The EGF-induced MAP kinase cascade is one of the most important and best characterized networks in intracellular signalling. It has a vital role in the development and maturation of living organisms. However, when deregulated, it is involved in the onset of a number of diseases. Based on a computational model describing a "surface" and an "internalized" parallel route, we use systems biology techniques to characterize aspects of the network's functional organization. We examine the re-organization of protein groups from low to high external stimulation, define functional groups of proteins within the network, determine the parameter best encoding for input intensity and predict the effect of protein removal to the system's output response. Extensive functional re-organization of proteins is observed in the lower end of stimulus concentrations. As we move to higher concentrations the variability is less pronounced. 6 functional groups have emerged from a consensus clustering approach, reflecting different dynamical aspects of the network. Mutual information investigation revealed that the maximum activation rate of the two output proteins best encodes for stimulus intensity. Removal of each protein of the network resulted in a range of graded effects, from complete silencing to intense activation. Our results provide a new "vista" of the EGF-induced MAP kinase cascade, from the perspective of complex self-organizing systems. Functional grouping of the proteins reveals an organizational scheme contrasting the current understanding of modular topology. The six identified groups may provide the means to experimentally follow the dynamics of this complex network. Also, the vulnerability analysis approach may be used for the development of novel therapeutic targets in the context of personalized medicine.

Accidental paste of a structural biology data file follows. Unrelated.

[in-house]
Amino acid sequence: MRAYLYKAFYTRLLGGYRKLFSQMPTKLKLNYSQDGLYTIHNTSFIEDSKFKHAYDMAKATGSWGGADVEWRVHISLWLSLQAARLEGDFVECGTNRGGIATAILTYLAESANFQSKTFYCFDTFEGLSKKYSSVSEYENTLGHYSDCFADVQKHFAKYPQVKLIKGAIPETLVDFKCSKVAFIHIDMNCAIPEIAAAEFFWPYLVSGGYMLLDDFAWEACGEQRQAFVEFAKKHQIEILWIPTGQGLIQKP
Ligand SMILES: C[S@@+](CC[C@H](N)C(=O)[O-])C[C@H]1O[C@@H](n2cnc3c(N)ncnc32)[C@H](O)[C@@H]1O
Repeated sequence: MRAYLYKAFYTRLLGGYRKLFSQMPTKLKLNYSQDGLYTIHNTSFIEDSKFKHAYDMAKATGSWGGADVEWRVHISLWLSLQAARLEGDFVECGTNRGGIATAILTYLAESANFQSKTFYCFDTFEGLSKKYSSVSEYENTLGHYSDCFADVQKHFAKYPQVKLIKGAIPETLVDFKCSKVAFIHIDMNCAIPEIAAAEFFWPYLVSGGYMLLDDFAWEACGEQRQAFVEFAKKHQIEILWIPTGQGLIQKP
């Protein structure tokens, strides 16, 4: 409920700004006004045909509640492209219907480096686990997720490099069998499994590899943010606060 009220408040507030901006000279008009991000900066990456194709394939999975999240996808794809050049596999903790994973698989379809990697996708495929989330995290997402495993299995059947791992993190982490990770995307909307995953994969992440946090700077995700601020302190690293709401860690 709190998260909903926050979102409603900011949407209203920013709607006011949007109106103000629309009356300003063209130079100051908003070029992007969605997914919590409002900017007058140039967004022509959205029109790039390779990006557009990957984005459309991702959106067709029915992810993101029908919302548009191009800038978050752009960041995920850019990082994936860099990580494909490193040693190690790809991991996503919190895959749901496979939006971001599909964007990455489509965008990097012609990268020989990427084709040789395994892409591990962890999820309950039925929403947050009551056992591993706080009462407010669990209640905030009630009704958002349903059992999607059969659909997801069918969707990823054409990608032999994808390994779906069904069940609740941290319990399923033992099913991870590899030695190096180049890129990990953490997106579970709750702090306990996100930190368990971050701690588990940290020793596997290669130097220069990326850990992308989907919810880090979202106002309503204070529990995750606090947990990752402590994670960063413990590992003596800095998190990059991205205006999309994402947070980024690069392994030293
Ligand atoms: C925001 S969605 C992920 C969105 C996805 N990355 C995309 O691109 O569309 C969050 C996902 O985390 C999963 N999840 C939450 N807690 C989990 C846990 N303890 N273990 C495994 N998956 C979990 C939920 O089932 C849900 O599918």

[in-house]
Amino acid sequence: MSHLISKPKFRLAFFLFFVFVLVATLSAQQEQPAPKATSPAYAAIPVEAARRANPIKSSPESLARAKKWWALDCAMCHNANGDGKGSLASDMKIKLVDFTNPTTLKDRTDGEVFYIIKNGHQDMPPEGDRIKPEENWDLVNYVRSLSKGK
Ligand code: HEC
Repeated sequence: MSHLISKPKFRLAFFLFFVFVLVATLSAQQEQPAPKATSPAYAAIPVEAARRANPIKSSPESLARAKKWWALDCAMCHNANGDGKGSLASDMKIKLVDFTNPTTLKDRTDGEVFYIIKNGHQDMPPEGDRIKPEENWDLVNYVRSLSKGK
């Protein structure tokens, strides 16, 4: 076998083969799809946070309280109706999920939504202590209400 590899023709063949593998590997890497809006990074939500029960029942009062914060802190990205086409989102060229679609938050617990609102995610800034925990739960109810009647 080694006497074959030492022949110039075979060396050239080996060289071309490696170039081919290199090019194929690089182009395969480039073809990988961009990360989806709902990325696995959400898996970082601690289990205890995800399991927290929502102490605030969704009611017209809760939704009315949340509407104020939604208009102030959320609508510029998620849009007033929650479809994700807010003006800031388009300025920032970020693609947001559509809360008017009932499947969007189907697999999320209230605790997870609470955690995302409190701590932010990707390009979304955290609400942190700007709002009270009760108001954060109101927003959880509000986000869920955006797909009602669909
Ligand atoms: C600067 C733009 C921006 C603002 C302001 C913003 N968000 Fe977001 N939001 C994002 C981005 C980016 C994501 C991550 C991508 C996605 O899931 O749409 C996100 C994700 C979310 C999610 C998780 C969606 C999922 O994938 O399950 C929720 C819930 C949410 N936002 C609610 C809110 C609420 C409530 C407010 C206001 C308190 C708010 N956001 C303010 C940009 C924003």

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Graphical correspondence between groupings.A schematic representation of how functional groups change from a compositional perspective. The protein groupings for [EGF] = 5, 250, 5000 are compared in pairs. Groups have been ordered in terms of compactness. The color indicates the order of the groups with blue corresponding to the strongest functional cluster. Lines connect the proteins that change group, with the change of [EGF] level.